This year, we invested a further £14.4 million in front‑line services to get more people into treatment, and introduced new treatments such as long‑acting buprenorphine as an alternative to methadone. This includes £4 million of dedicated support for implementing the new Medication Assisted Treatment (MAT) standards, which give people a wider choice of treatment or recovery and include same‑day treatment. We also provided an extra £13.3 million for Alcohol and Drugs Partnerships, with specific funding to support children and families and to increase the capacity and use of residential rehabilitation.
Health and Social Care Partnerships will fully implement the 10 new MAT standards by April 2022, which includes better integration of addictions and mental health services with primary care. As part of this, we will ensure funding provides effective outreach services in every local authority, making treatment and support available to people who need it, when they need it, based on what will work for them. For 2022, we will introduce a new target for getting more people into treatment.
The five year funding cycle we have already introduced for third sector and grassroots organisations builds sustainability and allows for longer‑term interventions which will save lives. The guarantee of £18 million in the first year will enable long‑term investment and includes:
- £5 million Local Support Fund to increase capacity in community and third sector organisations
- £5 million Improvement Fund to improve outreach services, treatment, rehabilitation and aftercare, with dedicated support for women in response to rising numbers of drug deaths among women
- £3 million Families and Children Fund to support children, young people and families affected by drug use
- £5 million Recovery Fund for additional residential rehabilitation capacity
The scale of the drugs death emergency requires us to use every lever at our disposal. There is strong evidence from other countries that safe consumption facilities can help prevent fatal overdoses, and encourage people who use drugs to access longer‑term help. We will explore every legal avenue in an attempt to establish medically supervised safe consumption facilities, and are working with local authorities to identify more areas in Scotland where we can introduce heroin‑assisted treatment services, building on the positive example of Glasgow. We are investing £400,000 this year to help Glasgow expand its existing service and to support other cities consider the introduction of similar services.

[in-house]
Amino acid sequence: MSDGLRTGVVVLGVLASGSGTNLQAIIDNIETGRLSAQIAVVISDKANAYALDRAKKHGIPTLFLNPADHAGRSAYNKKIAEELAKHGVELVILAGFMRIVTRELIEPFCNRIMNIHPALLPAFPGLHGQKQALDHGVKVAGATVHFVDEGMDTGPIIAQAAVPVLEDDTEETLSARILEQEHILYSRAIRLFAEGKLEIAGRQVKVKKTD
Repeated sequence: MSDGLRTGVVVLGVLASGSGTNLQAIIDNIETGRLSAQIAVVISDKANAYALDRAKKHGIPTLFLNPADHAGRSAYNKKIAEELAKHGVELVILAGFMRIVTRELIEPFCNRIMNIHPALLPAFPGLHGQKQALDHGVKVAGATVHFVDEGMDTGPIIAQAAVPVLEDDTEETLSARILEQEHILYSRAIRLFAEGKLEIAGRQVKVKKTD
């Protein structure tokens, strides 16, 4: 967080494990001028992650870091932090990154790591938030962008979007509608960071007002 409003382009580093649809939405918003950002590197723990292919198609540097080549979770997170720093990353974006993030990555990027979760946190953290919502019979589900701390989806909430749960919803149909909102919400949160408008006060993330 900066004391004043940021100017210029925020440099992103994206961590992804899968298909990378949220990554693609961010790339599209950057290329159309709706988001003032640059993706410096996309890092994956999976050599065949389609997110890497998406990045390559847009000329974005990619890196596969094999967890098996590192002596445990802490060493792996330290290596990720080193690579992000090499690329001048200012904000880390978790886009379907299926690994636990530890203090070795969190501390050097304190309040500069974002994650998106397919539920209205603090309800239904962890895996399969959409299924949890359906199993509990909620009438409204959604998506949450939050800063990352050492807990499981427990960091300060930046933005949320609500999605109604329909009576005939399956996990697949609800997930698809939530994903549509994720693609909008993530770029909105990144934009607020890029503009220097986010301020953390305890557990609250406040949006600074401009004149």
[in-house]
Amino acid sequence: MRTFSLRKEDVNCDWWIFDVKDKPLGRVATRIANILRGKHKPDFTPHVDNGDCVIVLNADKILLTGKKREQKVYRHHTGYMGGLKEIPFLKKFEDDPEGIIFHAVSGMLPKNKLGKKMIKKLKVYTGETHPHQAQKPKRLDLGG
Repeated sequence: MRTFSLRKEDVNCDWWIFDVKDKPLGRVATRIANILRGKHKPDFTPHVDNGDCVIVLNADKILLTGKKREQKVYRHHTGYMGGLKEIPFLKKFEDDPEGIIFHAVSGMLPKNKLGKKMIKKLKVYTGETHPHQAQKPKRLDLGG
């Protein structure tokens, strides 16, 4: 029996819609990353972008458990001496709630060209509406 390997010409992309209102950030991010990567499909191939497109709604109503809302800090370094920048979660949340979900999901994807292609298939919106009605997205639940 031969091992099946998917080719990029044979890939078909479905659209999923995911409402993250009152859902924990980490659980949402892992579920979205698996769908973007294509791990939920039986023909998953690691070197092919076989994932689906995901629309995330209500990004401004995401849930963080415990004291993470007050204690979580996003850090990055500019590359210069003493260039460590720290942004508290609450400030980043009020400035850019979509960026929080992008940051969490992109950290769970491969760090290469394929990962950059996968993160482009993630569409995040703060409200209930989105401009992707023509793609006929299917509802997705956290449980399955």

The national mission has people at its heart and particularly those with lived experience. This year we will set up a National Collaborative to bring together these voices to help shape services for the future. We will work with those with lived experience to tackle the stigma which often stops people reaching out for support and run a national campaign on the issue towards the end of this year.
This is an all‑Scotland and all‑Government mission, overseen by an Implementation Group of Ministers, service leads and people with lived experience.
Prevention and promoting active, healthy lifestyles
We will prioritise services that improve the physical and mental health and wellbeing of the entire Scottish population while reducing health inequalities. The reality of Scotland's comparatively poor health is avoidable disease and suffering – particularly for those living in our most deprived communities.Increases in life expectancy have stalled since 2012 – and for some in our most deprived communities, it has decreased.
We will continue to lead the way with bold population‑wide approaches to reduce the significant disproportionate harms of tobacco, alcohol and unhealthy diets, and to inspire healthy behaviours and lifestyles.
Smoking remains the primary preventable cause of ill‑health and premature death in Scotland. Successful previous work has reduced the overall numbers of people smoking, however our rates are persistently high amongst more disadvantaged groups. We will develop a renewed action plan, which will identify further interventions needed in order to achieve the ambition for a tobacco‑free generation by 2034.
Alcohol‑related harm is also one of the most pressing public health challenges that we face in Scotland. On average Scottish adults drink around 18 units of alcohol per week, 30% more than the 14 unit weekly limit. We will drive forward our Alcohol Framework, which contains 20 actions to reduce alcohol‑related harms and embeds the World Health Organization's focus on tackling the affordability, availability and attractiveness of alcohol.
Specific actions include evaluating our world‑leading minimum unit pricing policy, improving alcohol labelling and consulting on potential alcohol advertising restrictions during 2022, to protect children and young people. We will also continue to strengthen alcohol treatment and support services, with implementation of UK‑wide clinical guidelines, improved staff training, and work to address complex needs.